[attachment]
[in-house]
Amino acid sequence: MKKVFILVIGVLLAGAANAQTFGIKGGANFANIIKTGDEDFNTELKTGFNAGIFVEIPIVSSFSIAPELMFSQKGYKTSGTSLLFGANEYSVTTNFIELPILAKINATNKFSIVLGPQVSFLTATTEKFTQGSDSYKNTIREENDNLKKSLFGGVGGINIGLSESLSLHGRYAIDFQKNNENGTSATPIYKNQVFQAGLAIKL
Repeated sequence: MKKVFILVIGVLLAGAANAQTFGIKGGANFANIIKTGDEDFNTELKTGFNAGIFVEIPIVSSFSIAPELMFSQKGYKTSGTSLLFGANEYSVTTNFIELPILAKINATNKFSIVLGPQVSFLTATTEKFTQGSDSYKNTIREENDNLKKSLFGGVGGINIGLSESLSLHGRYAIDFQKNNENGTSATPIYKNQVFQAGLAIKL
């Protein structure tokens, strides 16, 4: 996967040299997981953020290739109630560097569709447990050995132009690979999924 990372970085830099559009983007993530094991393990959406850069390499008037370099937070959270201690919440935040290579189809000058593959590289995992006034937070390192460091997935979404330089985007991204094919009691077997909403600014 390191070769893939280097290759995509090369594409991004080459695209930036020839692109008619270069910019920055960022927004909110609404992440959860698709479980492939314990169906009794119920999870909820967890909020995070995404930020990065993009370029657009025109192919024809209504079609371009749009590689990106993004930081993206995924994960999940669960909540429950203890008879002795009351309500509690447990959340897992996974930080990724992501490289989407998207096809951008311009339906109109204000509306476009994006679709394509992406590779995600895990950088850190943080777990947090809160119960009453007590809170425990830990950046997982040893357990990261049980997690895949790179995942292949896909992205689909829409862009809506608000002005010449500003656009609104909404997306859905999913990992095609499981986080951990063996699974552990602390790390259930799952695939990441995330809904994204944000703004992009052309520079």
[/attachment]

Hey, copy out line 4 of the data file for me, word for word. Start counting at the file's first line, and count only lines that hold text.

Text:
């Protein structure tokens, strides 16, 4: 996967040299997981953020290739109630560097569709447990050995132009690979999924 990372970085830099559009983007993530094991393990959406850069390499008037370099937070959270201690919440935040290579189809000058593959590289995992006034937070390192460091997935979404330089985007991204094919009691077997909403600014 390191070769893939280097290759995509090369594409991004080459695209930036020839692109008619270069910019920055960022927004909110609404992440959860698709479980492939314990169906009794119920999870909820967890909020995070995404930020990065993009370029657009025109192919024809209504079609371009749009590689990106993004930081993206995924994960999940669960909540429950203890008879002795009351309500509690447990959340897992996974930080990724992501490289989407998207096809951008311009339906109109204000509306476009994006679709394509992406590779995600895990950088850190943080777990947090809160119960009453007590809170425990830990950046997982040893357990990261049980997690895949790179995942292949896909992205689909829409862009809506608000002005010449500003656009609104909404997306859905999913990992095609499981986080951990063996699974552990602390790390259930799952695939990441995330809904994204944000703004992009052309520079």